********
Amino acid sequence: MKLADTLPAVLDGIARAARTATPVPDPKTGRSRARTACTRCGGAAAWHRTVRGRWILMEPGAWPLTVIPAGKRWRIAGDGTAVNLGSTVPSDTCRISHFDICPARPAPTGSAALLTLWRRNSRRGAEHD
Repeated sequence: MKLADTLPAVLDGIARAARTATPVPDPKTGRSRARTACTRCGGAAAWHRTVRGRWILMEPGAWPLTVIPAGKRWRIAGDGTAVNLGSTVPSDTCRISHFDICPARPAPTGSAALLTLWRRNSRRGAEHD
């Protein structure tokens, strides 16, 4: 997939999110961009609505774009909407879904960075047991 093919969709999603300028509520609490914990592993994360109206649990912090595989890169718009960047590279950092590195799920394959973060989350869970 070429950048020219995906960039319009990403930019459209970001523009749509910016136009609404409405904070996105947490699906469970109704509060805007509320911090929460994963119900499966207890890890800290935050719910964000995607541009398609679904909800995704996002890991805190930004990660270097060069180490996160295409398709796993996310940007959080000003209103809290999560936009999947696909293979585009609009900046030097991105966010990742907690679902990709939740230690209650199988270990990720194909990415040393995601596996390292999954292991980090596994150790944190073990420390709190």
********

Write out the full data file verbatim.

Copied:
Amino acid sequence: MKLADTLPAVLDGIARAARTATPVPDPKTGRSRARTACTRCGGAAAWHRTVRGRWILMEPGAWPLTVIPAGKRWRIAGDGTAVNLGSTVPSDTCRISHFDICPARPAPTGSAALLTLWRRNSRRGAEHD
Repeated sequence: MKLADTLPAVLDGIARAARTATPVPDPKTGRSRARTACTRCGGAAAWHRTVRGRWILMEPGAWPLTVIPAGKRWRIAGDGTAVNLGSTVPSDTCRISHFDICPARPAPTGSAALLTLWRRNSRRGAEHD
């Protein structure tokens, strides 16, 4: 997939999110961009609505774009909407879904960075047991 093919969709999603300028509520609490914990592993994360109206649990912090595989890169718009960047590279950092590195799920394959973060989350869970 070429950048020219995906960039319009990403930019459209970001523009749509910016136009609404409405904070996105947490699906469970109704509060805007509320911090929460994963119900499966207890890890800290935050719910964000995607541009398609679904909800995704996002890991805190930004990660270097060069180490996160295409398709796993996310940007959080000003209103809290999560936009999947696909293979585009609009900046030097991105966010990742907690679902990709939740230690209650199988270990990720194909990415040393995601596996390292999954292991980090596994150790944190073990420390709190």